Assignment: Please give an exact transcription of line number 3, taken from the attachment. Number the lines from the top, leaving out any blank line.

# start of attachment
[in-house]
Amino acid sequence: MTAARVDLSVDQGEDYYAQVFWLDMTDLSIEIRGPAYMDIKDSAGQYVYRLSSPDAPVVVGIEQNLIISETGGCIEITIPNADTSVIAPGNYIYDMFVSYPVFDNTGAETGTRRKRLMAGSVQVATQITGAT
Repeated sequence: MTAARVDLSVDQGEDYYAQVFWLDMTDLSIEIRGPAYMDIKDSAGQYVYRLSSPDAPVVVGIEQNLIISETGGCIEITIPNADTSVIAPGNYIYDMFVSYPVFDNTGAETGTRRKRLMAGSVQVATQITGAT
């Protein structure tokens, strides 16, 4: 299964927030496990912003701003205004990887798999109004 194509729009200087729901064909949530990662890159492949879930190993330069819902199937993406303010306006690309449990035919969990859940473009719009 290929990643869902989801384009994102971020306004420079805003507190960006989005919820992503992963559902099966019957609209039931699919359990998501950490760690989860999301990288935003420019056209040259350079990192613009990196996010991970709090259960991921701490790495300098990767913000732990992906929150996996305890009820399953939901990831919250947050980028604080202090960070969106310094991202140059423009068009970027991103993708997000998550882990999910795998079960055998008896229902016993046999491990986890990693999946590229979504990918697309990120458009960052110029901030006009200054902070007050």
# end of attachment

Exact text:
Repeated sequence: MTAARVDLSVDQGEDYYAQVFWLDMTDLSIEIRGPAYMDIKDSAGQYVYRLSSPDAPVVVGIEQNLIISETGGCIEITIPNADTSVIAPGNYIYDMFVSYPVFDNTGAETGTRRKRLMAGSVQVATQITGAT